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Secondary I • 1yr.


I learned about separating mixtures methods in class (evaporation, decantation, filtration, distillation, sieving, centrifugation, paper chromatography, and chemical techniques), but I'm not sure that I use the right technique in the right situation. 

Can you explain to me, please?


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Explanations (1)

  • Explanation from Alloprof

    Explanation from Alloprof

    This Explanation was submitted by a member of the Alloprof team.

    Team Alloprof • 1yr.


    First, you can use evaporation with a solution where there is a liquid substance and a solute. Evaporation will transform the liquid into gas, and therefore concentrate the remaining solution in the container.

    Decantation can be used to separate immiscible liquids that don't have the same density. When the phases are well separated, one can only remove one of the substances with a separatory funnel.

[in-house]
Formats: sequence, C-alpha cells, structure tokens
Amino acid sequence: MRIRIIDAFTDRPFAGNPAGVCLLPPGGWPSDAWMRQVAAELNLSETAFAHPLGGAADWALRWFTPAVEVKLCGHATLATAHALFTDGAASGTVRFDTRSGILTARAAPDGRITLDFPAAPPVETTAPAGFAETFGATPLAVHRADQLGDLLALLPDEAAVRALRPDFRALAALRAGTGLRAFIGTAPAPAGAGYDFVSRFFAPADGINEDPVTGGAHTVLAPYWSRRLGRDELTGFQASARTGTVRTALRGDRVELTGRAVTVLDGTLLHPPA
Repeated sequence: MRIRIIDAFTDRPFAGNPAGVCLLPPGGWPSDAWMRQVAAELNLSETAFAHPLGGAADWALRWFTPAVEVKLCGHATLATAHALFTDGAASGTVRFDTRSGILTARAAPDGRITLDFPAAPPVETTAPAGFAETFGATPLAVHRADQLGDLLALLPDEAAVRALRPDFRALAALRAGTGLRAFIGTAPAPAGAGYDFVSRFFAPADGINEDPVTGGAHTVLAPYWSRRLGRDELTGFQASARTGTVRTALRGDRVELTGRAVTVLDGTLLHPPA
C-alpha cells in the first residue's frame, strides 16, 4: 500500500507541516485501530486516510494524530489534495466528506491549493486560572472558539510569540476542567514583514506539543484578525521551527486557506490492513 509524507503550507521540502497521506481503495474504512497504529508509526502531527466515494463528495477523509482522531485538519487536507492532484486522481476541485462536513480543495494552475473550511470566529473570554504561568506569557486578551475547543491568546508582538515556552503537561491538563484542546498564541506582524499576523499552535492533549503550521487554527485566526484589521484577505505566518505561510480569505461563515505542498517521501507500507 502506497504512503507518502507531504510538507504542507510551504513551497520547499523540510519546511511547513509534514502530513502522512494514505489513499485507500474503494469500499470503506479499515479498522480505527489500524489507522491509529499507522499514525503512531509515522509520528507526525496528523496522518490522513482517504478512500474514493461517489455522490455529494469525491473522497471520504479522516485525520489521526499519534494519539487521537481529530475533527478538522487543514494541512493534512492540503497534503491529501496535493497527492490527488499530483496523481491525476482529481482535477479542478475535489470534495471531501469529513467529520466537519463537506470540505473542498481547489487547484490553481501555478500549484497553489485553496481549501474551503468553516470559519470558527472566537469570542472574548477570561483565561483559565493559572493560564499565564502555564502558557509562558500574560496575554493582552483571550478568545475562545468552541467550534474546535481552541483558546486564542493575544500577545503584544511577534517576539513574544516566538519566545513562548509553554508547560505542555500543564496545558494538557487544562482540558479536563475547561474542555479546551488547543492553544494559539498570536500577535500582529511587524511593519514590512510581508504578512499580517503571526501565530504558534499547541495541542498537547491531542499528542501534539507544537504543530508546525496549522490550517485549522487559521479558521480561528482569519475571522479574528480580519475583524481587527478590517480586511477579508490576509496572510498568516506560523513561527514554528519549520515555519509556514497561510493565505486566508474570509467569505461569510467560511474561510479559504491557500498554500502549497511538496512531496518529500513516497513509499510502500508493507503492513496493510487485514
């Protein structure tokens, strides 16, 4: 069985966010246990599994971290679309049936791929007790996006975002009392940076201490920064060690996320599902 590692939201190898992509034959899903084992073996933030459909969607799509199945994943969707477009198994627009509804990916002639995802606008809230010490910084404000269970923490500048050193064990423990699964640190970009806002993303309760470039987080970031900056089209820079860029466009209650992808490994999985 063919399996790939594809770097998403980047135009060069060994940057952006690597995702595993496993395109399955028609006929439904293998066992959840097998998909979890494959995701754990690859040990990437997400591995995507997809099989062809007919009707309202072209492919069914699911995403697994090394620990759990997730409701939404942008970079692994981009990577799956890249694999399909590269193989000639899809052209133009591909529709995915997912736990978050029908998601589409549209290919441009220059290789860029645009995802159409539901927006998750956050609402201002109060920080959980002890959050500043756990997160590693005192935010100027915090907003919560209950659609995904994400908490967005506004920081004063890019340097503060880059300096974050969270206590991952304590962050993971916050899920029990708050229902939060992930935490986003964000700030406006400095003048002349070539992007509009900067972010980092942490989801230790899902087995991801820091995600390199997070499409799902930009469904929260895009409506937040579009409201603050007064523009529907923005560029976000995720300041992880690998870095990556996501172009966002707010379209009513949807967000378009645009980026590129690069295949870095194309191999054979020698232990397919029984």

Filtration can be used to separate a solution where there is a liquid substance and a solid substance. Using a filter will create a filtrate and a residue.

    The distillation can be used to separate two liquids of a homogeneous solution. The different boiling points of the different substances cause the evaporation of one of the two substances making the distillate collection possible.

    Sieving can be used to separate solids. A sieve is used for this method.

    Centrifugation can separate a homogeneous mixture in several stages with the aid of centrifugal force allowing particles to be divided by their mass. The different phases created can therefore be collected separately afterward.

    The paper chromatography allows determining the different components of a substance by their characteristic migration speed. As each component has a different attraction with the solvent in which the paper is immersed, it will be possible to distinguish the distinct substances present by their position on the paper.

    One of the chemical techniques is precipitation, in which another substance is added to the mixture studied to cause the appearance of a precipitate, making it possible to verify the presence of certain ions in the solution.

    I hope this enlightens your understanding! 

    Don't hesitate to ask other questions!